Case Western Reserve Historian Explores the Origins of Latin America's Racial Harmony Myth

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Nationalism and racial harmony forged one of Latin America's most powerful racial ideologies -- the myth of racial democracy, says Marixa Lasso, assistant professor of history. She reconstructs the evolution of this myth as the central theme of her book, Myths of Harmony Race and Republicanism during the Age of Revolution, Colombia, 1795-1831.

According to Lasso, racial harmony developed differently in Latin American countries than it did in the United States. While many African Americans were still under the yoke of slavery, the Afro-Colombians, outnumbering the creoles (Latin Americans of Spanish descent) were needed in the fight to gain independence from Spain.

The myth of racial harmony grew its roots as the Spaniards and Afro-Colombians joined together.

"During the War of Independence, Colombian patriots declared an end of colonial caste laws and decreed legal racial equality among all free citizens," writes Lasso. But she cautions that legal harmony did not mean the end to racial discrimination as slavery continued until the 1850s. Read more.

Cleveland Orchestra to Perform Exclusive Concert for Case Western Reserve Community February 29

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Each year, the Cleveland Orchestra shares its symphonic sounds with both national and global audiences.

However, the orchestra will be at its Severance Hall home this Friday, February 29 to perform exclusively for the Case Western Reserve community. Sponsored by The Payne Fund, the annual Case Concert Celebration begins at 8 p.m., with a 6:30 p.m. reception preceding the concert.

All faculty, staff, students, alumni and friends of the university are invited to attend the orchestra's special performance of Brahms' Symphony No. 4, Staud's Apeiron and Stravinsky's Firebird Suite.

Tickets -- $10 for university alumni, faculty, staff and friends and $5 for students -- are still available through the Severance Hall Ticket Office at (216) 231-1111. A valid student ID must be presented at the ticket office to purchase tickets at the student price.

Additional information is available on the Case Concert Celebration Web site.

Guidelines for Campus Involvement in Political Activities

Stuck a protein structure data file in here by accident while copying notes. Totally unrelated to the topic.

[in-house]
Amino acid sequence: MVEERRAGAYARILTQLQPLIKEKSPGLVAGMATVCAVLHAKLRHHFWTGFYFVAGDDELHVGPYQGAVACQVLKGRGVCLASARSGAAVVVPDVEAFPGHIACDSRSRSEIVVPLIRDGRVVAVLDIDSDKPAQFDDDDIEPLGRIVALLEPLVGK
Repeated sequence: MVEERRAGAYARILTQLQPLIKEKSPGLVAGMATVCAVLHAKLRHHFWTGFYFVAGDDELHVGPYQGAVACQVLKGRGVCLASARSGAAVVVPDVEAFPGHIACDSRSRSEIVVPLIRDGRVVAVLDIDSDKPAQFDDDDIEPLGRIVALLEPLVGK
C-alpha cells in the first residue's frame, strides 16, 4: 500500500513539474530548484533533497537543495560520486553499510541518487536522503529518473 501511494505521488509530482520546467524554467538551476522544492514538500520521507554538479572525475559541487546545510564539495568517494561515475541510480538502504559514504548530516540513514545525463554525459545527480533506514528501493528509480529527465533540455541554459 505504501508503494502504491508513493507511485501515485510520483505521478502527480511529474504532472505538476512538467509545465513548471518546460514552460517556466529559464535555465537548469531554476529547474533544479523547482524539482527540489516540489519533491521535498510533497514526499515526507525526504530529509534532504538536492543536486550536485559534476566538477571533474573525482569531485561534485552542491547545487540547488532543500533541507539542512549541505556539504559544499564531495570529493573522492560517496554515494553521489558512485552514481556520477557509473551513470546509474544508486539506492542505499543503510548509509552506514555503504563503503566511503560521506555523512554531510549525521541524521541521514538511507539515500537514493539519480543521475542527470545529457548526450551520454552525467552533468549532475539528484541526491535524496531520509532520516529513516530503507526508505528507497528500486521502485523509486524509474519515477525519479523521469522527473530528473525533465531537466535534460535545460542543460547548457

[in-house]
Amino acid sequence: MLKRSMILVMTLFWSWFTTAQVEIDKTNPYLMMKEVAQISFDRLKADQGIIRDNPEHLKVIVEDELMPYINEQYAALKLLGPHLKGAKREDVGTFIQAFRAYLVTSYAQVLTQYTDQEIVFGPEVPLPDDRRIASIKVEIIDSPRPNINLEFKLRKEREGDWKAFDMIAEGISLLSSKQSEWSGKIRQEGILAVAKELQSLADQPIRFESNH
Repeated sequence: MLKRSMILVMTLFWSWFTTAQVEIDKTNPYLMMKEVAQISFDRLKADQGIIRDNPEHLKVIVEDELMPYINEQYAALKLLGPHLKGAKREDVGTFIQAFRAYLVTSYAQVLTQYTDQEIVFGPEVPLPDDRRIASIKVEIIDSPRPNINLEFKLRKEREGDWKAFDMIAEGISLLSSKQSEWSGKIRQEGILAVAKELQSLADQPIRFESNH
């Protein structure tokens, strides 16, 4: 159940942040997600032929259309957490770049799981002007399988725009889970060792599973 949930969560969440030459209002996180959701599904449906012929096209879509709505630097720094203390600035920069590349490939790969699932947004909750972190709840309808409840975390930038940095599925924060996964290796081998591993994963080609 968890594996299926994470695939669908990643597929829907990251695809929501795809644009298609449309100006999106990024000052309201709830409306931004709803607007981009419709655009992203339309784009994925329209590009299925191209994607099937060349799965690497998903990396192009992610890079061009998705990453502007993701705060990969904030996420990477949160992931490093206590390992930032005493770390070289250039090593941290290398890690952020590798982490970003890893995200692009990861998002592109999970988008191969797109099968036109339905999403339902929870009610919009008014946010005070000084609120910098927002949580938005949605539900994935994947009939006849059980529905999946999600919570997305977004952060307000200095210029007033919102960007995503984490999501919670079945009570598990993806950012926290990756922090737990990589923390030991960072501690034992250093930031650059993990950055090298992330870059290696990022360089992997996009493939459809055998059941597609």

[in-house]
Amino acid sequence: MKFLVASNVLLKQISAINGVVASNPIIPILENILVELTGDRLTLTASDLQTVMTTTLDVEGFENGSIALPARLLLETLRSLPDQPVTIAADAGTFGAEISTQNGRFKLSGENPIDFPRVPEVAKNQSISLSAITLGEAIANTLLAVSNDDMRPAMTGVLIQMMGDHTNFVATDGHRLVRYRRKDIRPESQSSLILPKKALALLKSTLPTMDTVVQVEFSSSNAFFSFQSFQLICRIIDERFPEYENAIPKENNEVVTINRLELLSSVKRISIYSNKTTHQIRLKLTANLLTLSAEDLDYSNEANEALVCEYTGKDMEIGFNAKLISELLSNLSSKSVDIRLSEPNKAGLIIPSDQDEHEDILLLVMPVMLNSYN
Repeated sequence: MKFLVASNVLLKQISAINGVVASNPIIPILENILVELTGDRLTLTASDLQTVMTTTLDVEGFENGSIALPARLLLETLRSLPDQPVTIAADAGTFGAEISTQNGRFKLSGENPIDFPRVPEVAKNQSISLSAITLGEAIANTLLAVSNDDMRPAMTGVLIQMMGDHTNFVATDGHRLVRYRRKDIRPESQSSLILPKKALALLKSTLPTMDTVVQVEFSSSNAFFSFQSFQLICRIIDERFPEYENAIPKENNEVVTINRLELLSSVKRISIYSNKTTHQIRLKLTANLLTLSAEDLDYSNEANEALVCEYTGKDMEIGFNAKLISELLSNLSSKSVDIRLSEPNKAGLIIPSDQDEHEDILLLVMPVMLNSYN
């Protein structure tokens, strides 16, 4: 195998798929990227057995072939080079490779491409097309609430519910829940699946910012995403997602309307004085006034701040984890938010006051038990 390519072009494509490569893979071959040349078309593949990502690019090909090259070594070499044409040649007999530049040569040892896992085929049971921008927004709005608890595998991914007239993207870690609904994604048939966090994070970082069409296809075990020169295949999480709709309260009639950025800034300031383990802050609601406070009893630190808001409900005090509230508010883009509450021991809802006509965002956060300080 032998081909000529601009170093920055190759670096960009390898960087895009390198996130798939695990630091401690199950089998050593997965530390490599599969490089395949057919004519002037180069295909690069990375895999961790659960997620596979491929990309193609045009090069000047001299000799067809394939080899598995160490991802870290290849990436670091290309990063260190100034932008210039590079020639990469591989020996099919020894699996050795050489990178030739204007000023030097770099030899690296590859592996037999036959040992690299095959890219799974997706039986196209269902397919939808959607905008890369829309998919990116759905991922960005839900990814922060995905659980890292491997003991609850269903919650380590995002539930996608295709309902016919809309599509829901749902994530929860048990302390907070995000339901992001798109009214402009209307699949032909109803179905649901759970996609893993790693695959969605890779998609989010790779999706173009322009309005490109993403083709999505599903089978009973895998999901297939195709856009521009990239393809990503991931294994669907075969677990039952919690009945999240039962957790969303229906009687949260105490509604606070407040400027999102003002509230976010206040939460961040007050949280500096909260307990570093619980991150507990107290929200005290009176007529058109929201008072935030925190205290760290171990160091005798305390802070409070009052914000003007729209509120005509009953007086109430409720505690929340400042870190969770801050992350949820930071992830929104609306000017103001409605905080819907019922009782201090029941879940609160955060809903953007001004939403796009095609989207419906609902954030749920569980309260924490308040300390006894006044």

With statewide and presidential primary elections approaching March 4, Case Western Reserve University's Office of Government Relations asks faculty, staff and students to remain mindful of the university's guidelines for political campaign activities on campus.

Case Western Reserve is committed to the free expression of political views by members of its community and to the value of discourse and debate, but the university also must comply with provisions governing its non-partisan, educational, tax-exempt status as well as its own internal policies.

Federal laws stipulate that non-profit, tax-exempt institutions of higher education are prohibited from participating or intervening in any partisan political campaign on behalf of any candidate for public office.

Basic guidelines include:

  • Candidates may be invited to speak on campus provided that an equal opportunity is given to all candidates seeking the same office.
  • Public forums and debates are permissible provided that the format does not favor a particular candidate.
  • Voter registration activities are permissible provided that no reference to a candidate or political party is made.
  • It is permissible to contact people to encourage them to vote as long as it is not done in a way that favors one candidate.
  • Facilities may be made available to candidates only if they are made available to all candidates in the same election on an equal basis.
  • Facilities may not be used for political fundraising activities.
  • The university's e-mail system, copy machines, letterhead and logo, Web site and Web links cannot be used to reproduce or disseminate campaign-related information used to support a particular candidate or political party.

A complete guide to university involvement in political campaigns is available on the government relations Web site .

Campus News

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The Weatherhead School of Management invites the campus community to celebrate the appointment of Professor Gary Previts to the E. Mandell de Windt Professorship in Leadership and Enterprise Development from 4-6 p.m., March 3 at the George S. Dively Building, Room 202. The event will include a presentation by Previts entitled "Accounting and the 21st Century Academy," immediately followed by a reception. RSVP by February 28 online, or call Peggy Sobul at 368-3247.

Aspiring filmmakers have an opportunity to enter the Cell Film Festival contest through March 3. Open to all students, faculty, and staff of Case Western Reserve, the Cleveland Institute of Art and the Cleveland Institute of Music, films must be made entirely on cell phones. Winning films and runners-up in each category will be featured at the Cell Film Festival and Awards Ceremony on March 24 during the Baker-Nord Center's Humanities Week 2008.

For Faculty and Staff